Roman Festivals

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The Goddess Carmenta is celebrated on two dates of the Roman calendar, (January 11 and 15), each day called Carmentalia. These dates should be considered as two separate festivals, rather than one festival extending over this period, yet it is not clear to us today, any more than it was during the Late Republic, why two such holidays should be in such close proximity in one month.

The festival, chiefly observed by women, celebrates Carmenta, who is the Goddess of women’s health, birthing, and prophecy. She is the inventor of letters, as Minerva is the inventor of numbers. She tells the future through Her sister Porrima and reveals the past through Her sister Postvorta, while Carmenta knows all that happens in the present.

Together the three Carmenae sisters are the Good Fates, the Three Mothers, and the Muses. The very name of Carmenta was given to song (carmen) and Latin terms for poetry, charms, and speaking-in-tongues. With Her songs she would soothe the ill and taught women how to care for themselves and their children. Her sanctuaries thus became places for women and children to receive traditional medical treatments using herbs and music.

Carmenta takes us back to a very early period, a time well before the beginnings of Rome around three thousand years ago, back into the Italian Bronze Age. She takes us back to the ecstatic tradition of the female priestesses called vates in which Latin religion began and in which the Religio Romana was first founded.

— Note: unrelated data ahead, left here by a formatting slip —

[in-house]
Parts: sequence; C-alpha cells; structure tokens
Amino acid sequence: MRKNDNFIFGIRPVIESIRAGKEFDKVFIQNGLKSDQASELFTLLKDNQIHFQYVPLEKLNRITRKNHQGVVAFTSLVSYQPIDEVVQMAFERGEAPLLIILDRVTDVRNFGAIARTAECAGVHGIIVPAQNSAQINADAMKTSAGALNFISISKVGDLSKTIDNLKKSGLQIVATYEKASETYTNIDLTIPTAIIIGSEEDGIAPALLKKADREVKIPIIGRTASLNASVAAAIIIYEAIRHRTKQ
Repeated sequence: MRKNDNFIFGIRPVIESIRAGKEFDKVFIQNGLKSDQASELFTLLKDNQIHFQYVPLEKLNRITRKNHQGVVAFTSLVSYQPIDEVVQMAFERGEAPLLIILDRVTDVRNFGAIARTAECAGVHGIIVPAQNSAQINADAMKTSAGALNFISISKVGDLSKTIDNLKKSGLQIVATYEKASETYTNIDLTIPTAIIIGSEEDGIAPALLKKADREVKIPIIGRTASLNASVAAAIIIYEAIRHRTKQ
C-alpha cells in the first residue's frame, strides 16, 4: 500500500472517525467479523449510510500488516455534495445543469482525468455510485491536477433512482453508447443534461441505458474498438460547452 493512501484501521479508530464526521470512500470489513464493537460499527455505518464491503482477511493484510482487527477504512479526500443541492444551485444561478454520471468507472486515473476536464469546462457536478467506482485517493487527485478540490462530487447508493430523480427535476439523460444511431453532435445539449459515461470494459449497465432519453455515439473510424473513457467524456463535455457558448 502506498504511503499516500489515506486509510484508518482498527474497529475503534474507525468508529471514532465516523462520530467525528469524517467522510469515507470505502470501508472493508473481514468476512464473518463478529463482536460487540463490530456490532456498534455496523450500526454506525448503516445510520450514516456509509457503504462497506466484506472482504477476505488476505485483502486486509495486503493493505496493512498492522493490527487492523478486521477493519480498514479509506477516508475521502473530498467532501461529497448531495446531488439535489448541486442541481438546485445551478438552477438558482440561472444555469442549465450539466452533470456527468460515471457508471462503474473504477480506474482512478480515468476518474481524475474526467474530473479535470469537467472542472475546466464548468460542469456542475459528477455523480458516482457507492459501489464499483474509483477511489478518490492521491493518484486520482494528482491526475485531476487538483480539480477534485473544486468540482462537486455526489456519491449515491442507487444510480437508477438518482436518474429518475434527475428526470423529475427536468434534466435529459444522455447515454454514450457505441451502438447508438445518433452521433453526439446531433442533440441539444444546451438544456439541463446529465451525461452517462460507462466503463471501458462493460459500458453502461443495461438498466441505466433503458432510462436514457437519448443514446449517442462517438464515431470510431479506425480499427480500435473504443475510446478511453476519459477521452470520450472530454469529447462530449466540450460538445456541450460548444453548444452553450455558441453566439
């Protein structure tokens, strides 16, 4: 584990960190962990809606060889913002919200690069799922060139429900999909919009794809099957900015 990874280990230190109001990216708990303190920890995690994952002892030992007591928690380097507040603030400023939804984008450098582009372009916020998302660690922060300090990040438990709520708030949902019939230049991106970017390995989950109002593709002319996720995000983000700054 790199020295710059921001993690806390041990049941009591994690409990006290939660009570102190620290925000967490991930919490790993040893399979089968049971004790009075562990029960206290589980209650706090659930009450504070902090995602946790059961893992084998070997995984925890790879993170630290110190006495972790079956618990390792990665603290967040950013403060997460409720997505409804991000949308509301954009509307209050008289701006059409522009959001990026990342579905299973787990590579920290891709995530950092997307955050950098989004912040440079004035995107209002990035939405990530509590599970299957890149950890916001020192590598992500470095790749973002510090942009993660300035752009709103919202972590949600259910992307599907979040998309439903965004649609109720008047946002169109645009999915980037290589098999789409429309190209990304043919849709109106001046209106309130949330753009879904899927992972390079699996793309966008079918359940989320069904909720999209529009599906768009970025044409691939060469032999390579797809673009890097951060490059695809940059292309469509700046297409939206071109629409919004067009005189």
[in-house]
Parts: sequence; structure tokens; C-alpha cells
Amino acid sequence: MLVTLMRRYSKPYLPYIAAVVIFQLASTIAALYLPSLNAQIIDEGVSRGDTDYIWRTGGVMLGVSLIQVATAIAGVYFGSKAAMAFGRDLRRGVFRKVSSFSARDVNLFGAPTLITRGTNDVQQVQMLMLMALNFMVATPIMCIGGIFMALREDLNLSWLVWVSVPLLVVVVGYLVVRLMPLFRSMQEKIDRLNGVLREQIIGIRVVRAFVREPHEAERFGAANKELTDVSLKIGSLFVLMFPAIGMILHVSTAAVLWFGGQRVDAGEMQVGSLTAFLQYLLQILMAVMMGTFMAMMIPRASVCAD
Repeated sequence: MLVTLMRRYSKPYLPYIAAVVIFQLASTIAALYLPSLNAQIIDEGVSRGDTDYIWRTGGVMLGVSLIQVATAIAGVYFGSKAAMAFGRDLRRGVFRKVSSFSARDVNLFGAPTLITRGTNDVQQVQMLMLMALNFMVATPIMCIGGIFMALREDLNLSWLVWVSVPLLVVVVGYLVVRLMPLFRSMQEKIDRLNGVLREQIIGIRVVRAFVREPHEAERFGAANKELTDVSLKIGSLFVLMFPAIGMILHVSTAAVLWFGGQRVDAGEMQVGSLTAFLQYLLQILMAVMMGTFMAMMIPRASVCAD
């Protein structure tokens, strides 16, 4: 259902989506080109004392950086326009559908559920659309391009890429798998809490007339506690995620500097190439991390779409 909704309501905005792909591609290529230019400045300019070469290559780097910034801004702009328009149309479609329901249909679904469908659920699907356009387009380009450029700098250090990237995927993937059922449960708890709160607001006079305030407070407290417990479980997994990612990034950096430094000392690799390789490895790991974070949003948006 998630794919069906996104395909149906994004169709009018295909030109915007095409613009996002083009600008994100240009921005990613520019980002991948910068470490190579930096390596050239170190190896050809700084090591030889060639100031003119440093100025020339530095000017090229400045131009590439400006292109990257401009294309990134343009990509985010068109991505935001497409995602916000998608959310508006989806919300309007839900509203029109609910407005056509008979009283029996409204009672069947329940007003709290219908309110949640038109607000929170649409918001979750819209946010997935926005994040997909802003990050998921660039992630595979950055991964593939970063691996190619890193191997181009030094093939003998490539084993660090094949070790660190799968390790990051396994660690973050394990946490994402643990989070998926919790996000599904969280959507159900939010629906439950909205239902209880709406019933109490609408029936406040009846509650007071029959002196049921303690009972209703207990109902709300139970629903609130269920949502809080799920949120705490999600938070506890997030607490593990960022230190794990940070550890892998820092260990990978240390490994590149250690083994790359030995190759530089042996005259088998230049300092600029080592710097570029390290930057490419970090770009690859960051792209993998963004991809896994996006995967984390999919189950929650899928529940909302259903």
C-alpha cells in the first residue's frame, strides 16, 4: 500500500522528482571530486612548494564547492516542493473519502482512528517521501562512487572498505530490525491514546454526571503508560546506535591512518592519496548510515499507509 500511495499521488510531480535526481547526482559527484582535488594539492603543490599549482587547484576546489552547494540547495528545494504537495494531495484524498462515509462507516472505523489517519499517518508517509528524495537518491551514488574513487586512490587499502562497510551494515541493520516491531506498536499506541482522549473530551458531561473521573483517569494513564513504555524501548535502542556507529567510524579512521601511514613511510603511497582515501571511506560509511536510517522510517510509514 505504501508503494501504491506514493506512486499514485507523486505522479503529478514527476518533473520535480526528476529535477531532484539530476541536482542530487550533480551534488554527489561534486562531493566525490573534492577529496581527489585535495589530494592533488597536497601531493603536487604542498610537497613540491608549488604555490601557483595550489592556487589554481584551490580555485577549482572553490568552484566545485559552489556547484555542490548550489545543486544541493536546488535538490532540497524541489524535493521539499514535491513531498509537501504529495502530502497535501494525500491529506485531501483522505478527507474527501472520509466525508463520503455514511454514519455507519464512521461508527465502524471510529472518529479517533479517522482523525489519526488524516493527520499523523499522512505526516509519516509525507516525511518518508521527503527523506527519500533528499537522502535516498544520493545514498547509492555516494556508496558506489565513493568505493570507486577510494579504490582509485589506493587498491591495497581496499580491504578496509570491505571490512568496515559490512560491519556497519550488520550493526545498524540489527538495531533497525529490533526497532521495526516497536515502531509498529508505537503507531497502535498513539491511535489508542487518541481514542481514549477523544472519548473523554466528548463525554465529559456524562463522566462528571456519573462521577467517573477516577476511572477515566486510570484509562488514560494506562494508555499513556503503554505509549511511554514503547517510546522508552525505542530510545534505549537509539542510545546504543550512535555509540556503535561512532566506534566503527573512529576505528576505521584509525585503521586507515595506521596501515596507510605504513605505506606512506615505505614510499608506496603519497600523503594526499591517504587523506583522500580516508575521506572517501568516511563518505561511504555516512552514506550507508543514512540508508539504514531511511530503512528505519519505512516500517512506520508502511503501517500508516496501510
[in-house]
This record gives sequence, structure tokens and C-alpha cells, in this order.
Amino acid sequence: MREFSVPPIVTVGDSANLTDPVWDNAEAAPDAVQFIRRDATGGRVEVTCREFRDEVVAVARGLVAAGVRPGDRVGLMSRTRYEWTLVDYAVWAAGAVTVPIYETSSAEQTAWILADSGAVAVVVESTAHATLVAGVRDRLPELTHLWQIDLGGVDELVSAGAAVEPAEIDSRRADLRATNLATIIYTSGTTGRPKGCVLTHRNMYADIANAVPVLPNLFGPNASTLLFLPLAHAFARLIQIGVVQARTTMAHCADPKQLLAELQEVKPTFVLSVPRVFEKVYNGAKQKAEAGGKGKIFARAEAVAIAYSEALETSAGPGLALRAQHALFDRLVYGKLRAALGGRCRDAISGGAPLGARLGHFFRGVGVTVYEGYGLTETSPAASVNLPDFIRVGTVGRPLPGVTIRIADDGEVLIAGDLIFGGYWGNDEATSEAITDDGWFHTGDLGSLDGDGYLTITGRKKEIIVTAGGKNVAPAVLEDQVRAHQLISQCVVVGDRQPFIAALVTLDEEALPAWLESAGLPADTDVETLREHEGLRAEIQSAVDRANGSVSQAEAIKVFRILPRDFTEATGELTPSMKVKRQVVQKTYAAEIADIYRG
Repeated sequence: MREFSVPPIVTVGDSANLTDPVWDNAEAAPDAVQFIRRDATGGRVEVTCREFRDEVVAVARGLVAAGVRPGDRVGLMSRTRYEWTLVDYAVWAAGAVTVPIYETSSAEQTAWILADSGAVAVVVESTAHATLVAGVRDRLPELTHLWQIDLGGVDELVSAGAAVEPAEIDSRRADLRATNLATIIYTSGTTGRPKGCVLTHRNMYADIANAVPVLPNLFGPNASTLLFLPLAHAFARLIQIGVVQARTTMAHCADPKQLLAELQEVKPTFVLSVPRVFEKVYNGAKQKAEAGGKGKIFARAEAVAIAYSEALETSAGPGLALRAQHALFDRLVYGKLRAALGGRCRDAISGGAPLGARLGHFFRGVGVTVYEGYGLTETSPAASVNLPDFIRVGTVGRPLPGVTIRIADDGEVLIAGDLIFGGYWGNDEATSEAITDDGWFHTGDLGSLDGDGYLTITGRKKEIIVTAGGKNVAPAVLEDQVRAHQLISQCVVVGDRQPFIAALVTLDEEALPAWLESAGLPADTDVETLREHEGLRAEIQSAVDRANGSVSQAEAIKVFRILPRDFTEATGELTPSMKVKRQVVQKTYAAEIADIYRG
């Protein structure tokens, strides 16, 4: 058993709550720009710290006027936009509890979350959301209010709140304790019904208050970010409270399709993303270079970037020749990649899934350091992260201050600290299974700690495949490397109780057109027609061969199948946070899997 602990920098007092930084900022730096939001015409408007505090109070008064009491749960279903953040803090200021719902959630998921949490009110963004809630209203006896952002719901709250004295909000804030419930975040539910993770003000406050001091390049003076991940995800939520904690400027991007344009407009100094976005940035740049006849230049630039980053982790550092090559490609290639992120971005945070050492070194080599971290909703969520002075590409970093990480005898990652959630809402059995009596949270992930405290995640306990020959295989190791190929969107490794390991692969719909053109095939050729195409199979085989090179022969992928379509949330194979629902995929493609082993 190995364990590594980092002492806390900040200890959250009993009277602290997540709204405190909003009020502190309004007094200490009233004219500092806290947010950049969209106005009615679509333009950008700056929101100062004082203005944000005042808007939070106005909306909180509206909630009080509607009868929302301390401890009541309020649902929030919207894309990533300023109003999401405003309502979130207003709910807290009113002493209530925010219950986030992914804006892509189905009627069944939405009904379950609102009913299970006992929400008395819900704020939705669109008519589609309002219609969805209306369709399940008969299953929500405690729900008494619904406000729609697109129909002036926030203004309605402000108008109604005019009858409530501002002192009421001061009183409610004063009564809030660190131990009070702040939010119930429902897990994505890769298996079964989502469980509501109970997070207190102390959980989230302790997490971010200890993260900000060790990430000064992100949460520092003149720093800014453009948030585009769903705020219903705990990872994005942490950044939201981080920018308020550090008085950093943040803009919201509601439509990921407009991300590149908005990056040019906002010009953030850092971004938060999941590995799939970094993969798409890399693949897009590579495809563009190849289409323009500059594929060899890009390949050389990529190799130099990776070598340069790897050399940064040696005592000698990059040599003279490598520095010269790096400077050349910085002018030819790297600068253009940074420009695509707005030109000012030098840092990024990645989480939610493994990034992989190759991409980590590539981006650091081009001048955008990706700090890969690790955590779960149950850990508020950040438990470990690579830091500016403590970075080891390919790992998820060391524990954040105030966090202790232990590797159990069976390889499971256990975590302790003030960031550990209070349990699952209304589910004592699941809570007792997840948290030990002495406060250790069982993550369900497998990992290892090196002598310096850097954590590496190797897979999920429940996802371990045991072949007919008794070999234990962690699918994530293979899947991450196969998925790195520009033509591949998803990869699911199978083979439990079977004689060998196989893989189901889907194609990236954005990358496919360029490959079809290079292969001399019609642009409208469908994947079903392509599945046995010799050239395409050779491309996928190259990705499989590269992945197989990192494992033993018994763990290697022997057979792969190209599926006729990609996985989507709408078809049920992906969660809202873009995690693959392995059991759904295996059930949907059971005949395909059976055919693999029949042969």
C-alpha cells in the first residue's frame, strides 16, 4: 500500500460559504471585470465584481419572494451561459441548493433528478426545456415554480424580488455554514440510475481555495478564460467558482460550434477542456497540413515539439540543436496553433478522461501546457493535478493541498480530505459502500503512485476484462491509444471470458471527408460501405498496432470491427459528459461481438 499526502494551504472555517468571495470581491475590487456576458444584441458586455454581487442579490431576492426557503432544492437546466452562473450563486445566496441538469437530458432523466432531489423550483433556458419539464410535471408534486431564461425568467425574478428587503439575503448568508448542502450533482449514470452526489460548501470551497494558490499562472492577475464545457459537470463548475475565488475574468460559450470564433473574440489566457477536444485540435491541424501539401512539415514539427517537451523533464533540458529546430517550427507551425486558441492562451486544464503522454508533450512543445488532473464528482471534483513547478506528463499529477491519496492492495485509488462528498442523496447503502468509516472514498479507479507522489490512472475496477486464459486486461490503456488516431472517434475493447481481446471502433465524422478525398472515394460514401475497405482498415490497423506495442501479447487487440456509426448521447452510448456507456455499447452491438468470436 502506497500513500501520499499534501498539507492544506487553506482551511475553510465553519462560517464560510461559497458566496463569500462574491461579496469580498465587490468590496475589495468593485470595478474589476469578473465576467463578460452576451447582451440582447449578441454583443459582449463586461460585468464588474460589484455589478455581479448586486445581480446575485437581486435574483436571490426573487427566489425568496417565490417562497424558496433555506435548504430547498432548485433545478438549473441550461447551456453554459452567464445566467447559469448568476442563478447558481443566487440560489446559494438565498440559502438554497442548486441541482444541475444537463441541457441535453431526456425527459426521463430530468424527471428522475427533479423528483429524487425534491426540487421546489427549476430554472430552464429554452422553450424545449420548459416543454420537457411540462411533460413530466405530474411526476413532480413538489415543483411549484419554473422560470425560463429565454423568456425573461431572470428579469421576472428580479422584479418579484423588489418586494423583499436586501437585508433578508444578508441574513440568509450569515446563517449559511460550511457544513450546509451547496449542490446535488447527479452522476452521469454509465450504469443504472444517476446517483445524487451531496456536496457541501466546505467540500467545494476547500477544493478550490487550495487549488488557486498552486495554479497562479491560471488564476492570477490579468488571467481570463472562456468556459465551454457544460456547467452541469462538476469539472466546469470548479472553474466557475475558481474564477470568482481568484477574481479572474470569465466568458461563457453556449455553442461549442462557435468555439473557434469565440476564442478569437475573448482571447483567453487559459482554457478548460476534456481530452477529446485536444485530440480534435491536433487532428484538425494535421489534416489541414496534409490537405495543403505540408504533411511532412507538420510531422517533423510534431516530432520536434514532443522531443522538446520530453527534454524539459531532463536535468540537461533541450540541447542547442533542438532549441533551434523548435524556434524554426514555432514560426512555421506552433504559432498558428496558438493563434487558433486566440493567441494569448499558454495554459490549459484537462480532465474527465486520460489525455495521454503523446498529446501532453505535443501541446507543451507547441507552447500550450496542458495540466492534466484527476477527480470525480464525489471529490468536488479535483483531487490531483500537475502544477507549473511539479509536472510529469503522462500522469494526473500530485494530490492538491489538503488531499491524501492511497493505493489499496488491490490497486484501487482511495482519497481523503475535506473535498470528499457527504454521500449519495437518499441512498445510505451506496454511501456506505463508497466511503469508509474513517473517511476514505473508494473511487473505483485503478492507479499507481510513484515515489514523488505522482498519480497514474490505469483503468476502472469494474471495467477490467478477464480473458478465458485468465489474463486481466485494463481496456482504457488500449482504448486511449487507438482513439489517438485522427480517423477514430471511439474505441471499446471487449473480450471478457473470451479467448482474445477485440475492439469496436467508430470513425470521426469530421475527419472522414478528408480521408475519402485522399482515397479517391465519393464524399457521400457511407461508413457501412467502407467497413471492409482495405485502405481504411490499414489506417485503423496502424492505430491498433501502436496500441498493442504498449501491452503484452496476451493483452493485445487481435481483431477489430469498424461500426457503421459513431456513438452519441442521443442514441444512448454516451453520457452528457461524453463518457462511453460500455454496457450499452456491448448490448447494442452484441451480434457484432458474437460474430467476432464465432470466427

The sacred grove of Carmenta, the most ancient sanctuary in all of Rome, was located at the foot of the Capitoline Hill. It is still visited today where people gather waters from Her sacred spring. It was in this very grove that Carmenta appeared to Numa Pompilius in his dreams as the nymph Egeria. She instructed Numa on how to commune with the Gods.

With Egeria’s instruction, Numa Pompilius then established rituals for the Gods, festivals, and a calendar by which the Romans could attend these. Numa set out sanctuaries for Gods and Goddesses and he created colleges of priests and priestesses to serve the Gods and Goddesses. Egeria taught Numa the laws which he handed down to the Romans and which still govern our sacramental rituals today.

One of the laws of Numa states:

“The Gods are not to be represented in the form of man or beast, nor are there to be any painted or graven image of a deity admitted (to your rites).”